Tuesday, August 25, 2009

Caster Semenya arrives home in South Africa to a heroine's welcome

Semenya is not accused of trying to cheat, but of perhaps unknowingly having a medical condition that blurs her gender and gives her an unfair advantage over other female runners.

SHOOT: I can't help thinking this reminds me of the Libyan guy arriving to a heroes welcome. In boh cases it appears the cheers fans might be misguided.

DailyMail.co.uk: Semenya's proud mother Dorcus has always maintained her daughter is female. 'I know who and what my child is. Caster is all girl, and no one can change that,' she said.
Enlarge Caster Mokgadi Semenya 's birth certificate on which it states she is female

Caster Mokgadi Semenya 's birth certificate on which it states she is female

However, Caster's former headmaster, Eric Mobida, said she was about 15 before he realised she was a girl.

'She was always rough and played with the boys,' he said. 'She liked soccer and she wore pants to school, never a dress. It was only in grade 11 that I realised she's a girl.'

Caster's grandmother, Maphuthi Sekgala, said the athlete had been teased about her masculine appearance since the day she joined the village soccer team as the only girl.

clipped from www.dailymail.co.uk
South Africa's teenage 800 metres world champion Caster Semenya gestures to her fans at the O.R Tambo international airport in Johannesburg
Caster has fun with the crowd after thousands arrived to welcome her home
Fans battled to find a good vantage point from which to wave their South African flags and cheer Caster home
Caster is heralded as 'First Lady of Sport'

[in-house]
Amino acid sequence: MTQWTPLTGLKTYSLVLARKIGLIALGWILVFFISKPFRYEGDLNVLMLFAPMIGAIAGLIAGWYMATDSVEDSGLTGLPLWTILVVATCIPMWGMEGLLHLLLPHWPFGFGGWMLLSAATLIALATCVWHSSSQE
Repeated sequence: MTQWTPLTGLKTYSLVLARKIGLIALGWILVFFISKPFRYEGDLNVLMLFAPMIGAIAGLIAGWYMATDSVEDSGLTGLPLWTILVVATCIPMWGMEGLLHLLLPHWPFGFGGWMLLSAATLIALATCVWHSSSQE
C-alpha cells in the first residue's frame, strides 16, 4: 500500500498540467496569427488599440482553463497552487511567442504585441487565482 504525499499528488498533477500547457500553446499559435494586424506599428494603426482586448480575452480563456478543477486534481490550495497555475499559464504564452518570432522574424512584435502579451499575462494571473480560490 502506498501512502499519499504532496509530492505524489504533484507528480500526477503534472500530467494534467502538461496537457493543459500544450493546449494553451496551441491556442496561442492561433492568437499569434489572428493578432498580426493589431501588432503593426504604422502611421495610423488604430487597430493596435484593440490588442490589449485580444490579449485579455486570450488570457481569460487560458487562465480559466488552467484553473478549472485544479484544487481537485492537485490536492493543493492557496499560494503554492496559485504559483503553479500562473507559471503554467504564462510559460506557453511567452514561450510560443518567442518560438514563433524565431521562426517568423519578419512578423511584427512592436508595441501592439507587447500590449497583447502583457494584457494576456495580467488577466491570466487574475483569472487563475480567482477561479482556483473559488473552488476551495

Thousands of supporters packed the airport to welcome their hero home
Caster is hugged by family members as she greets thousands of supporters after arriving to a hero's welcome in Johannesburg today
Caster Mokgadi Semenya 's birth certificate on which it states she is female
Over 1,000 fans sang and danced in support of Caster Semenya, the controversial runner who is undergoing gender testing, on her triumphant return to South Africa.

Semenya arrived with other members of the South African team after her 800-meter win at the world championships in Berlin.

Fans organised by women's rights and political groups, school sports teams and delighted individuals ringed the balcony overlooking the arrivals hall blowing plastic horns known as vuvuzelas and dancing in celebration.
A source close to the runner confirmed that tests carried out before the start of the World
Championships indicated she had three times the normal female level of testosterone in her body.
The tests were carried out after questions arose about her muscular build and deep voice.
South Africans have not let the controversial tests get in the way of her achievement however.
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